Help with paying players info...
by Nedryerson (2013-07-22 22:20:01)
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There have been some conversations on the board regarding arguments for and against paying players.

In a discussion now and need specific support for why this is a bad idea....


400 and 600 athletes per school >>variable costs.
by southshoredawg  (2013-07-23 09:34:23)     Delete  |  Edit  |  Return to Board  |  Ignore Poster   |   Highlight Poster  |   Reply to Post

Given title IX etc at $300 a month you end up with close to $2mil a year in expenses.

For ND that's okay maybe but for those marginally or unprofitable schools then that will come from student fees which is $100 a head for the general population. Will students pay that? is it fair on top of free everything?

Assuming variable cost per athlete is already $18,000(basically meals but marginal housing and tuition) then each student is already subsidizing student athletes to a tune of $500 a year.


where do you draw the line?
by jaygamble  (2013-07-23 08:25:28)     cannot delete  |  Edit  |  Return to Board  |  Ignore Poster   |   Highlight Poster  |   Reply to Post

Pay all sports (male/female) at every school? What level or division does it end? It just will not work. The way I see it is they already get paid, the athletes get to use the best gyms to workout in, free health insurance for injuries, transportation, food, equipment and most importantly free tuition.


Correct.
by vitadulcedospes  (2013-07-23 16:08:32)     Delete  |  Edit  |  Return to Board  |  Ignore Poster   |   Highlight Poster  |   Reply to Post

The NCAA already has programs to provide spending money to the truly indigent student-athletes.

The rest of 'em? Tell them to call Mom and Dad to borrow money. Or may take out a few loans like the rest of us did.


Depends on what "paying players" means.
by baloo88  (2013-07-22 23:38:11)     cannot delete  |  Edit  |  Return to Board  |  Ignore Poster   |   Highlight Poster  |   Reply to Post

If it means changing the athletic scholarship from tuition, room, and board only to full cost of attendance, I can't think of many downsides. The additional money is meant to cover things like transportation, clothing, personal hygiene, and entertainment. I think a $2,500-3,500 annual stipend paid out monthly or biweekly probably would cover those expenses. I think any more than that would begin to compromise amateur status.


Where do you think funds would come from. Most schools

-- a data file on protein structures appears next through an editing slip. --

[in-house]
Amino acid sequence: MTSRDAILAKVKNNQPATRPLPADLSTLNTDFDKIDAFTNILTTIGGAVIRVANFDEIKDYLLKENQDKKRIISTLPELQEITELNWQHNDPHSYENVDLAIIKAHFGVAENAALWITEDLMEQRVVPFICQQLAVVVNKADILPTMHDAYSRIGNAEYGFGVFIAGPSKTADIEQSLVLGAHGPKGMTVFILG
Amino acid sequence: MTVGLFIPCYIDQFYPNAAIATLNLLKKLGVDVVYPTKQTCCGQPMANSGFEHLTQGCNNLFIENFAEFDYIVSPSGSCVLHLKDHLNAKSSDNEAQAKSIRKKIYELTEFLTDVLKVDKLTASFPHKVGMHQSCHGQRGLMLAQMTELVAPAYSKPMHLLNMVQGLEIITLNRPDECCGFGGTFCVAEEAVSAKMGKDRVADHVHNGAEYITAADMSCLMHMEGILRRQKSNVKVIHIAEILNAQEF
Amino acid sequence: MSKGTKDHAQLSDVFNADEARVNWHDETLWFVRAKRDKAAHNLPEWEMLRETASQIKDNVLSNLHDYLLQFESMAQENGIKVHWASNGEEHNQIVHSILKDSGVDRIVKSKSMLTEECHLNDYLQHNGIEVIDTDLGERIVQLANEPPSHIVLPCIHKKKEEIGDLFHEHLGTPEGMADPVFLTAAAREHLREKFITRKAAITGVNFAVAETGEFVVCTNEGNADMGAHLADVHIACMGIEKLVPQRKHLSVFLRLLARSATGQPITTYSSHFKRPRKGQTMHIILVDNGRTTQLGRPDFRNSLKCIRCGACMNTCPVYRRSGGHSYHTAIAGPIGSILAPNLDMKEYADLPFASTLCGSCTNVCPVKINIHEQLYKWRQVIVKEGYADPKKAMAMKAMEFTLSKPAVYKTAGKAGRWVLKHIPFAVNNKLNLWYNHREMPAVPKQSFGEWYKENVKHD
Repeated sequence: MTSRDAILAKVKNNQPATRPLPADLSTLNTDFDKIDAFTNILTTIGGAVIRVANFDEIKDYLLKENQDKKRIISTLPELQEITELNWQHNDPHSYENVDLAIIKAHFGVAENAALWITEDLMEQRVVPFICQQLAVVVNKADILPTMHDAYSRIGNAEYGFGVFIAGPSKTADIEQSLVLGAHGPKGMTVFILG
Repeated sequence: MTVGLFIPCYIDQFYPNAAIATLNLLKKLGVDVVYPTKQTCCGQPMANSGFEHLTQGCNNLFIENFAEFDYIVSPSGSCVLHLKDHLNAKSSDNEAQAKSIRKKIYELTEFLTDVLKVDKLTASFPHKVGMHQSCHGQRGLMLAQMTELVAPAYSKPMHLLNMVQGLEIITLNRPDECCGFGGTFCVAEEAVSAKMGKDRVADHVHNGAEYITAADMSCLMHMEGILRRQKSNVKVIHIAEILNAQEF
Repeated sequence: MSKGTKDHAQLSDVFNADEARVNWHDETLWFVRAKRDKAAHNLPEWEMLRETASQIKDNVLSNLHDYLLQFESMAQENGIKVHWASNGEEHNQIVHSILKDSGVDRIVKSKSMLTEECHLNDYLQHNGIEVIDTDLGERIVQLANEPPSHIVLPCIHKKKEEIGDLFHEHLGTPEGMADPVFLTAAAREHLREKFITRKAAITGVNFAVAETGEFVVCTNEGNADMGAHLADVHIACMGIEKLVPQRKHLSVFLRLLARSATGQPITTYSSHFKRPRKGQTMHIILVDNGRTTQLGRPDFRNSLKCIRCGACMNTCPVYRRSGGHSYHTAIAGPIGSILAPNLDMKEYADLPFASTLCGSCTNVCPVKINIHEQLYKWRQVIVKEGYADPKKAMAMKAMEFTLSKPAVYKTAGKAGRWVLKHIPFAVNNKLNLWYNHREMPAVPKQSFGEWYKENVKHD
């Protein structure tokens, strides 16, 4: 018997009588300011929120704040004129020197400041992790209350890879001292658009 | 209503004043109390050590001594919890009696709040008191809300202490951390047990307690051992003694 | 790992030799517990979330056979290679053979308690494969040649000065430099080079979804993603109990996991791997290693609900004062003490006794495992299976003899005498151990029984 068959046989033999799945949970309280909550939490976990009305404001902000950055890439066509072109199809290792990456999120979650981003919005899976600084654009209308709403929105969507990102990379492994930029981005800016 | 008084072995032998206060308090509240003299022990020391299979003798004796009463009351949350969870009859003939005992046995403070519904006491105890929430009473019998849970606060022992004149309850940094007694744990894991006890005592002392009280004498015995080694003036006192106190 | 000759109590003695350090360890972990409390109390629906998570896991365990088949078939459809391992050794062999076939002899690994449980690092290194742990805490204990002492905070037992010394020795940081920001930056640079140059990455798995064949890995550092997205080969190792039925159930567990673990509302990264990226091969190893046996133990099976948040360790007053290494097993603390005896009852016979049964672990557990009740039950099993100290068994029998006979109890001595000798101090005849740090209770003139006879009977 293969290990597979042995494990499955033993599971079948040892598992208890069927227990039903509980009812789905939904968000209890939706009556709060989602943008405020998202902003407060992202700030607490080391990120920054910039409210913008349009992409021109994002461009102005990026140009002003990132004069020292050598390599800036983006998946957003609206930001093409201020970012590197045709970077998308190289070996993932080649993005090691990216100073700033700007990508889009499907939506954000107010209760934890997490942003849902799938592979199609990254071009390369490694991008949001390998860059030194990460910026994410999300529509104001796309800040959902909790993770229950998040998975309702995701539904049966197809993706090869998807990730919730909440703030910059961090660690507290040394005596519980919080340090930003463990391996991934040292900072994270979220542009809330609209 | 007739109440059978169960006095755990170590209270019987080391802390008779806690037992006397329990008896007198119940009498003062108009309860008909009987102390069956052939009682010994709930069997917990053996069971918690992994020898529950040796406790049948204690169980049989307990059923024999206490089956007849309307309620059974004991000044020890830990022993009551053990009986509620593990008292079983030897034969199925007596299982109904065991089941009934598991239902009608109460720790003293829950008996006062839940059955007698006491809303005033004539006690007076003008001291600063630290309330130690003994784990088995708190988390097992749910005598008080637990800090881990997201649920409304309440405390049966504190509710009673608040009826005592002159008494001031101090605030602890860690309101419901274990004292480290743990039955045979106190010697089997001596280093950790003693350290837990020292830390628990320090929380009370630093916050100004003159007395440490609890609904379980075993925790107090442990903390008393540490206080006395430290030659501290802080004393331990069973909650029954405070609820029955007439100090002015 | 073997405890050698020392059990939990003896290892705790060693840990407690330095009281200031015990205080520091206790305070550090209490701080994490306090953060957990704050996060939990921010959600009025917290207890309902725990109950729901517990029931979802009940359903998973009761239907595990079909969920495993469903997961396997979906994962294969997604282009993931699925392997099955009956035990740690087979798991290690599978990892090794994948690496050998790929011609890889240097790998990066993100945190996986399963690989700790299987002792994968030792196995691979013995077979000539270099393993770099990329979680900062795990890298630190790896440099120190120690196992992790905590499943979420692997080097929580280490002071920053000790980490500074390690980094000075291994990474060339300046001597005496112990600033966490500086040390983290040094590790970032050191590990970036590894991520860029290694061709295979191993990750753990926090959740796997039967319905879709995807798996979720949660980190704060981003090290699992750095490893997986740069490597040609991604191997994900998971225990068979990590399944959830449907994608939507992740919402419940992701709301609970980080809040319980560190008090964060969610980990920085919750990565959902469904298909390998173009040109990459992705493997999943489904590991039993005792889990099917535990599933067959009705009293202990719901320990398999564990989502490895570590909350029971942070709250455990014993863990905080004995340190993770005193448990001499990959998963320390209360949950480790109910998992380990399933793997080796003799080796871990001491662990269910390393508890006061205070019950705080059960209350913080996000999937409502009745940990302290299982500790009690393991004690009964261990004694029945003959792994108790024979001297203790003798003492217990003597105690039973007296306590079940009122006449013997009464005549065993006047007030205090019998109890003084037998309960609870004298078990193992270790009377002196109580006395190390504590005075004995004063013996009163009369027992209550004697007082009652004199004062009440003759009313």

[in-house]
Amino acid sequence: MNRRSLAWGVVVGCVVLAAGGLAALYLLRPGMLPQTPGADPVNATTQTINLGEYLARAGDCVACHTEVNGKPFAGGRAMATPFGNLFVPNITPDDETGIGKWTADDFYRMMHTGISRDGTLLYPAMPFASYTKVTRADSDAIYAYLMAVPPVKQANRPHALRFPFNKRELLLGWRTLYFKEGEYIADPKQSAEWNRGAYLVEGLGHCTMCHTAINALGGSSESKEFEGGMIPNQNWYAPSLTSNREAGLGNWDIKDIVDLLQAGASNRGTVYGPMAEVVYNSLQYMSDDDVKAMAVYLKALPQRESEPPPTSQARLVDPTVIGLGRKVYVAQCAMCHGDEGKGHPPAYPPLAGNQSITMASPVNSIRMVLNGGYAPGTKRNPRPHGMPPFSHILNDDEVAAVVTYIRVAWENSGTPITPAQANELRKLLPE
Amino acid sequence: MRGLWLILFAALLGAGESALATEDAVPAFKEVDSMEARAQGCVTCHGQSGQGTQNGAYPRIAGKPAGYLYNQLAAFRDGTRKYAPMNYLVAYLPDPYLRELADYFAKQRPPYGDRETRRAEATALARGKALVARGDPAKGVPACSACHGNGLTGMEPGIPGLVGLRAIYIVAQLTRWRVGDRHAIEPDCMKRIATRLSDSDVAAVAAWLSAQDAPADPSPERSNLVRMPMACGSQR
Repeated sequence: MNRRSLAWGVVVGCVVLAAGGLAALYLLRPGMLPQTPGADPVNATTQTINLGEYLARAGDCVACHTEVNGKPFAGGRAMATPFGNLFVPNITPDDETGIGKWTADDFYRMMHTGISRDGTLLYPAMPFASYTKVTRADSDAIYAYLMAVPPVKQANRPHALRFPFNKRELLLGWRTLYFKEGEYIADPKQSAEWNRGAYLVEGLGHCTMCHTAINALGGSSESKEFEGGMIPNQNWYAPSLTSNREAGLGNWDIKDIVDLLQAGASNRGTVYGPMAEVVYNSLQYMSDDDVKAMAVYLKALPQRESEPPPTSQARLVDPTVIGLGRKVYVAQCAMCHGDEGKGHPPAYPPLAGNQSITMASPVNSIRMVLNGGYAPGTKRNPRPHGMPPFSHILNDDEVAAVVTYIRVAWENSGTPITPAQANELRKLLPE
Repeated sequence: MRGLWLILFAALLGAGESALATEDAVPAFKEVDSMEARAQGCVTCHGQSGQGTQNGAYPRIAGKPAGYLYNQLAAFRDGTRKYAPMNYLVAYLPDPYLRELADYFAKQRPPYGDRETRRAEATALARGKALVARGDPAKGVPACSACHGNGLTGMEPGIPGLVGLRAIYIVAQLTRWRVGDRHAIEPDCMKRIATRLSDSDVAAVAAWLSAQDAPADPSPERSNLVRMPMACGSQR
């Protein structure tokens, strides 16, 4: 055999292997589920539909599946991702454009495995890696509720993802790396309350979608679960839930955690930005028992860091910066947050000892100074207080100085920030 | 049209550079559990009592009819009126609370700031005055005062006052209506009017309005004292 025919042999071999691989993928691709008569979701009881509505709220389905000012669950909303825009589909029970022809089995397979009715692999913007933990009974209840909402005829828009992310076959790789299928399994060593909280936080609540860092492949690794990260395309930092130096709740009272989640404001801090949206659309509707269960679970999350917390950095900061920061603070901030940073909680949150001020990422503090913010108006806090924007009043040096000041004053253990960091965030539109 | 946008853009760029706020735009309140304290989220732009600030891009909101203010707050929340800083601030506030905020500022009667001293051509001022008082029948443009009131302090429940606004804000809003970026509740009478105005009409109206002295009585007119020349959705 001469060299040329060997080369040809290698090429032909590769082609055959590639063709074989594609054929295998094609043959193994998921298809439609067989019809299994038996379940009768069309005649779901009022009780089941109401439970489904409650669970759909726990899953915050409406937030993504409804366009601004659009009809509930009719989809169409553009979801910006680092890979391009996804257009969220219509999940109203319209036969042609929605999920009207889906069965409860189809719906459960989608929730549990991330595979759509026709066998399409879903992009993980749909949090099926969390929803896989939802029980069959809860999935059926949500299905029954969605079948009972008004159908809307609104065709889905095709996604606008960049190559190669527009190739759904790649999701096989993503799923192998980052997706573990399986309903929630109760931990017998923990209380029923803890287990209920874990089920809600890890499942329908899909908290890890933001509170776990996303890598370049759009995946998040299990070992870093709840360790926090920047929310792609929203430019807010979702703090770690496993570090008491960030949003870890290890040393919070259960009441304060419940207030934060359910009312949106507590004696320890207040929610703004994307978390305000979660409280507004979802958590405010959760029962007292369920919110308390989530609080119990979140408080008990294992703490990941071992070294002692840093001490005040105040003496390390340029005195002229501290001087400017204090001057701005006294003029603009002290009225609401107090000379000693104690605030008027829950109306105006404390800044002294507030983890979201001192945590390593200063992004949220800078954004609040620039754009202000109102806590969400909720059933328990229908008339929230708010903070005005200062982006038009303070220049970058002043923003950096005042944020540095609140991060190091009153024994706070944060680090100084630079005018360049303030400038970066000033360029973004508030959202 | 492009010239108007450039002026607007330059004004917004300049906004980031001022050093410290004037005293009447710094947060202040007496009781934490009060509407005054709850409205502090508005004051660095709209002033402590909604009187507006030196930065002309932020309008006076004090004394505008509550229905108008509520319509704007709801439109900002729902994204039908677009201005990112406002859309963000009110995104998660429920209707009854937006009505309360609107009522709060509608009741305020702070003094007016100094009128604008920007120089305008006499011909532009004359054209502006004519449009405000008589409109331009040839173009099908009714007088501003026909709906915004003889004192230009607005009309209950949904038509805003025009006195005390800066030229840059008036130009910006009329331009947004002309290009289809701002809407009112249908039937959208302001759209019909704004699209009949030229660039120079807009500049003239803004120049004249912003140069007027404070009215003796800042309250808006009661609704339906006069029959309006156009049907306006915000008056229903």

by IrishJoeinnc  (2013-07-23 08:38:12)     cannot delete  |  Edit  |  Return to Board  |  Ignore Poster   |   Highlight Poster  |   Reply to Post

don't break even since those Title laws came into play.

ND could pay but perhaps most couldn't. Many would simply drop all but the least expenses sports; if they didn't produce revenue, they would be dropped, too.


They'll drop some sports and/or raise tuition.
by Queensman  (2013-07-23 10:03:01)     Delete  |  Edit  |  Return to Board  |  Ignore Poster   |   Highlight Poster  |   Reply to Post

Its just like any other business that has additional fixed cost forced upon them without a corresponding revenue source. They deal with it in one of three ways:

1- Increase revenue. In this case raise tuition for all the other non-scholarship students or find some "benefactor" to set up funding for it.

2 - Decrease expenses. Most likely, they cannot cut expenses in non-athletic activities to make up the gap without significant backlash. So they'l just cut some other sports. In the north, it probably means baseball and softball go away (regardless whether they are winning programs or not).

3 - Suck it up and let it hit the bottom line. Ain't happening.

As always, the greed of the few (successful football and men's basketball programs) will come at the cost of the many (every non-revenue sport athlete and regular student). And as always, the few will force feed it into the media as "the right thing to do for our struggling student athlete". Of course, all the jock sniffers across the country will eat it up.

Finally, it will do nothing to stop cheating or wannabe hangers on from dousing players with gifts.


In case it helps your math, football is exempt from Title IX
by cujays96  (2013-07-23 09:54:13)     Delete  |  Edit  |  Return to Board  |  Ignore Poster   |   Highlight Poster  |   Reply to Post

There would be nothing wrong with dropping certain sports to club level. No, the goal of college athletics should not necessarily be revenue generation but the sports should be self-sustaining.


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